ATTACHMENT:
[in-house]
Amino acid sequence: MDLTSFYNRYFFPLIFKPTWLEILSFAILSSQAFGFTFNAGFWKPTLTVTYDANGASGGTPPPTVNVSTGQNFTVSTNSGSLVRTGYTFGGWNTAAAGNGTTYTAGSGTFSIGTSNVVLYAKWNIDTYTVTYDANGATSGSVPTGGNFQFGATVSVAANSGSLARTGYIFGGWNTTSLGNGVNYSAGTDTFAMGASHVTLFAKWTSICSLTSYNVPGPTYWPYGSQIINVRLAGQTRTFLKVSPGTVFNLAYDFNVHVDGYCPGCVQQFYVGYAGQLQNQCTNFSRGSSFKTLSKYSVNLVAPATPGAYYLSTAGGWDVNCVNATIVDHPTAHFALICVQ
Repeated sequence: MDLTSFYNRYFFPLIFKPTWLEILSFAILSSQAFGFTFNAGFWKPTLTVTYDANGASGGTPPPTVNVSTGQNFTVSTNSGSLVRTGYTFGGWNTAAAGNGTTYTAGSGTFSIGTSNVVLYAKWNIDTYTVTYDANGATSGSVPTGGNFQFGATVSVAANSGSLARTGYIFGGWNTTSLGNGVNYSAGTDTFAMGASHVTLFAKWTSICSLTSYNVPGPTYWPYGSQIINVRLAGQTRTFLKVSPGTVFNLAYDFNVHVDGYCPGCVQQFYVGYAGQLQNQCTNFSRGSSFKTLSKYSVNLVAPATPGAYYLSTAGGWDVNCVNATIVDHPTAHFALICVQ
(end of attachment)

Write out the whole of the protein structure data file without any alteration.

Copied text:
[in-house]
Amino acid sequence: MDLTSFYNRYFFPLIFKPTWLEILSFAILSSQAFGFTFNAGFWKPTLTVTYDANGASGGTPPPTVNVSTGQNFTVSTNSGSLVRTGYTFGGWNTAAAGNGTTYTAGSGTFSIGTSNVVLYAKWNIDTYTVTYDANGATSGSVPTGGNFQFGATVSVAANSGSLARTGYIFGGWNTTSLGNGVNYSAGTDTFAMGASHVTLFAKWTSICSLTSYNVPGPTYWPYGSQIINVRLAGQTRTFLKVSPGTVFNLAYDFNVHVDGYCPGCVQQFYVGYAGQLQNQCTNFSRGSSFKTLSKYSVNLVAPATPGAYYLSTAGGWDVNCVNATIVDHPTAHFALICVQ
Repeated sequence: MDLTSFYNRYFFPLIFKPTWLEILSFAILSSQAFGFTFNAGFWKPTLTVTYDANGASGGTPPPTVNVSTGQNFTVSTNSGSLVRTGYTFGGWNTAAAGNGTTYTAGSGTFSIGTSNVVLYAKWNIDTYTVTYDANGATSGSVPTGGNFQFGATVSVAANSGSLARTGYIFGGWNTTSLGNGVNYSAGTDTFAMGASHVTLFAKWTSICSLTSYNVPGPTYWPYGSQIINVRLAGQTRTFLKVSPGTVFNLAYDFNVHVDGYCPGCVQQFYVGYAGQLQNQCTNFSRGSSFKTLSKYSVNLVAPATPGAYYLSTAGGWDVNCVNATIVDHPTAHFALICVQ